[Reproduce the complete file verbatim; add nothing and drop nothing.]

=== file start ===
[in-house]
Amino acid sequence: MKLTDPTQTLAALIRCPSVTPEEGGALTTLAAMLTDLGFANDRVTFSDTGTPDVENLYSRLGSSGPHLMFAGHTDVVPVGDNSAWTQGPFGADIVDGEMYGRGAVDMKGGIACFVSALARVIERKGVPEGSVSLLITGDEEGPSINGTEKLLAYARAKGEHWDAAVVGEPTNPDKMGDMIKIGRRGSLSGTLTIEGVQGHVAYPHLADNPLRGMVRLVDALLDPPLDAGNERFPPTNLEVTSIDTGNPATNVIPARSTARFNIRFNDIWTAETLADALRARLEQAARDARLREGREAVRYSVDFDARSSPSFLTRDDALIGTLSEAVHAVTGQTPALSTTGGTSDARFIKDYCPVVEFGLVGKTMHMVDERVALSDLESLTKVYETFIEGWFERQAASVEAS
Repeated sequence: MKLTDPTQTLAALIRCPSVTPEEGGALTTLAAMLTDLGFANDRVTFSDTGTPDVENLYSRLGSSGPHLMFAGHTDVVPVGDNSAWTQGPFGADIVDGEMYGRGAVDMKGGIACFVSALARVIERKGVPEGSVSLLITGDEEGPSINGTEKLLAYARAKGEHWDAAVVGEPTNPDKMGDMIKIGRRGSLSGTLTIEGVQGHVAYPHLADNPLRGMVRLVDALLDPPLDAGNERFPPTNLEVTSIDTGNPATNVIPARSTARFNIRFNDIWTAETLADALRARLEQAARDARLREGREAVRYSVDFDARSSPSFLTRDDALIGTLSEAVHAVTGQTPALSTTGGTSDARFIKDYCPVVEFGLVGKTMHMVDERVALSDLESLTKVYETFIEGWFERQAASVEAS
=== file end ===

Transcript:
[in-house]
Amino acid sequence: MKLTDPTQTLAALIRCPSVTPEEGGALTTLAAMLTDLGFANDRVTFSDTGTPDVENLYSRLGSSGPHLMFAGHTDVVPVGDNSAWTQGPFGADIVDGEMYGRGAVDMKGGIACFVSALARVIERKGVPEGSVSLLITGDEEGPSINGTEKLLAYARAKGEHWDAAVVGEPTNPDKMGDMIKIGRRGSLSGTLTIEGVQGHVAYPHLADNPLRGMVRLVDALLDPPLDAGNERFPPTNLEVTSIDTGNPATNVIPARSTARFNIRFNDIWTAETLADALRARLEQAARDARLREGREAVRYSVDFDARSSPSFLTRDDALIGTLSEAVHAVTGQTPALSTTGGTSDARFIKDYCPVVEFGLVGKTMHMVDERVALSDLESLTKVYETFIEGWFERQAASVEAS
Repeated sequence: MKLTDPTQTLAALIRCPSVTPEEGGALTTLAAMLTDLGFANDRVTFSDTGTPDVENLYSRLGSSGPHLMFAGHTDVVPVGDNSAWTQGPFGADIVDGEMYGRGAVDMKGGIACFVSALARVIERKGVPEGSVSLLITGDEEGPSINGTEKLLAYARAKGEHWDAAVVGEPTNPDKMGDMIKIGRRGSLSGTLTIEGVQGHVAYPHLADNPLRGMVRLVDALLDPPLDAGNERFPPTNLEVTSIDTGNPATNVIPARSTARFNIRFNDIWTAETLADALRARLEQAARDARLREGREAVRYSVDFDARSSPSFLTRDDALIGTLSEAVHAVTGQTPALSTTGGTSDARFIKDYCPVVEFGLVGKTMHMVDERVALSDLESLTKVYETFIEGWFERQAASVEAS